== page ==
Pick an article, presentation, or activity. Use the sources below, or find one on your own. All medical school libraries have major journals. You can take a quick survey to see what participants are interested in talking about. You can also find relevant articles and activities throughout the AMSA website.
Announce to the class a week in advance that there will be an event relating to the issue that your article covers. If you are discussing an article, make it clear that although participants are encouraged to read the article beforehand, it most certainly is not required. Let the class know how long it will last, and what will be covered. If you have a copying budget, make any materials available to participants at the event. Bring extra copies to the lunch with you.
Holding the Lunch
When you meet, wait a few minutes before you begin. It will give people a chance to eat and speak socially making the experience more enjoyable. Remember, everyone is coming weary from several hours of dry lectures.If you are discussing an article, it is usually best to begin with a summary, and to encourage people to participate even if they have not had an opportunity to read the article. If you have a large group, you may want to have a designated moderator to help keep the discussion moving and focused. The moderator should encourage as many people to offer their thoughts as possible. Do not let one person monopolize the time. It is sometimes effective to end by going around the table and asking participants to give a quick statement on how they feel about the article.
If you are running an activity or presentation, make sure you keep the presenter or facilitator on time, and discuss your expectations for participation from the audience beforehand.
End with enough time for everyone to get back to class on time, and always announce the next meeting date and topic.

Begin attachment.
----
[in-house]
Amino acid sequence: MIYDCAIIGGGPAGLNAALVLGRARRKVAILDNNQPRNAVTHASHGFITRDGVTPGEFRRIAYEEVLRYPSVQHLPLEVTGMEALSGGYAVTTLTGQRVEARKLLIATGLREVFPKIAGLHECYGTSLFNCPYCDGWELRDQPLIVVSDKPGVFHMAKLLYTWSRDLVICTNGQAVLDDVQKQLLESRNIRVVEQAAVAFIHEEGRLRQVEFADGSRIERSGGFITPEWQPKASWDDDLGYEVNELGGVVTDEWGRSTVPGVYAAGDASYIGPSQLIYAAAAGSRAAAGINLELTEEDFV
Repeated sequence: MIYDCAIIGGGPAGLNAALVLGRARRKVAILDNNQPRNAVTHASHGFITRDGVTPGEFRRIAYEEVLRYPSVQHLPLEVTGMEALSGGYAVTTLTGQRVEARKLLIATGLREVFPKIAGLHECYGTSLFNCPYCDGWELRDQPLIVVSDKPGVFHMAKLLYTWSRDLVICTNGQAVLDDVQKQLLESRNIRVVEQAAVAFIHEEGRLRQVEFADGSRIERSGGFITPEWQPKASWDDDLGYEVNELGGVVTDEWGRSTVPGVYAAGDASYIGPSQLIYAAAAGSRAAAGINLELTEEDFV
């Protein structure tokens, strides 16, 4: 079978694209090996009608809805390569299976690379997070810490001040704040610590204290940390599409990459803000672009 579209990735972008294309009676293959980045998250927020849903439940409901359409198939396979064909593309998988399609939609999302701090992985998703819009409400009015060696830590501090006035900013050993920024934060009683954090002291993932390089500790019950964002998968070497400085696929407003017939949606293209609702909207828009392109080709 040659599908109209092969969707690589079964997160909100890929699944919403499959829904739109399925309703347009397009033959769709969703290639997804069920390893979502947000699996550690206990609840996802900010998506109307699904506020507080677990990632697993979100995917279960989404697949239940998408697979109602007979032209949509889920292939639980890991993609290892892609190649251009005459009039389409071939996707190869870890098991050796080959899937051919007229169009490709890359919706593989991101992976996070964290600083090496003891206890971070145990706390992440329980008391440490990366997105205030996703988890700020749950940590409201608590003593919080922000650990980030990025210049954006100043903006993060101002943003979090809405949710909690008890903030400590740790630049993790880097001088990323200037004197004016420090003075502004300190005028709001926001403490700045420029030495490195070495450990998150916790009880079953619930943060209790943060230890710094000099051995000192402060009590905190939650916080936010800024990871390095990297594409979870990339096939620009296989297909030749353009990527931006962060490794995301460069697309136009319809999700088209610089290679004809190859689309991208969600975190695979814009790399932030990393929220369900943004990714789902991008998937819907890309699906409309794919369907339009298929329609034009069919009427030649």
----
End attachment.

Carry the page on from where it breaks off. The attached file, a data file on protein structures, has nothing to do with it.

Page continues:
A schedule might look like this:
12:00-12:15 Eat, drink, be merry.
12:15-12:20 Summary and highlights of the article/Introduction
12:20-12:45 Moderated discussion/Presentation
12:45-12:55 Final thoughts
AMSA’s Top Picks Article List
National Health Service Corps
- AMSA’s primer on the National Health Service Corp (PDF)
- The Muscular Samaritan: The National Health Service Corps In The New Century Health Affairs Year: 1999 Volume: 18 Number: 2 Pages: 168-175
Medical Student Debt
Resident Work Hours
Universal Health Care
- AMSA’s Universal Health Care Page
- Physician’s Proposal for National Health Care
- Managed Care: Quality of Care in Investor-Owned vs Not-for-Profit HMOs
JAMA July 14, 1999, volume:282 (page: 159)
- AMSA’s Primer on Prescription Drug Coverage (PDF)
- AMSA’s PharmFree Campaign
- A Physician Survey of the Effect of Drug Sample Availability on Physicians’ Behavior.
Journal of General Internal Medicine 15 (7), 478-483
- Tobacco Dependence Curricula in US Undergraduate Medical Education
JAMA September 1, 1999-Vol 282, No. 9
- The Effect of a Domestic Violence Interclerkship on the Knowledge, Attitudes, and Skills of Third-Year Medical Students.
Academic Medicine Vol 74, No.7 / July 1999
- In addition, Thomas Bodenheimer’s book Understanding Health Policy by Appleton & Lange (ISBN 0-8385-9075-6) is an excellent tool to help educate medical students on health policy. If your attendees are interested in purchasing the book, you could go over several chapters during lunch discussions.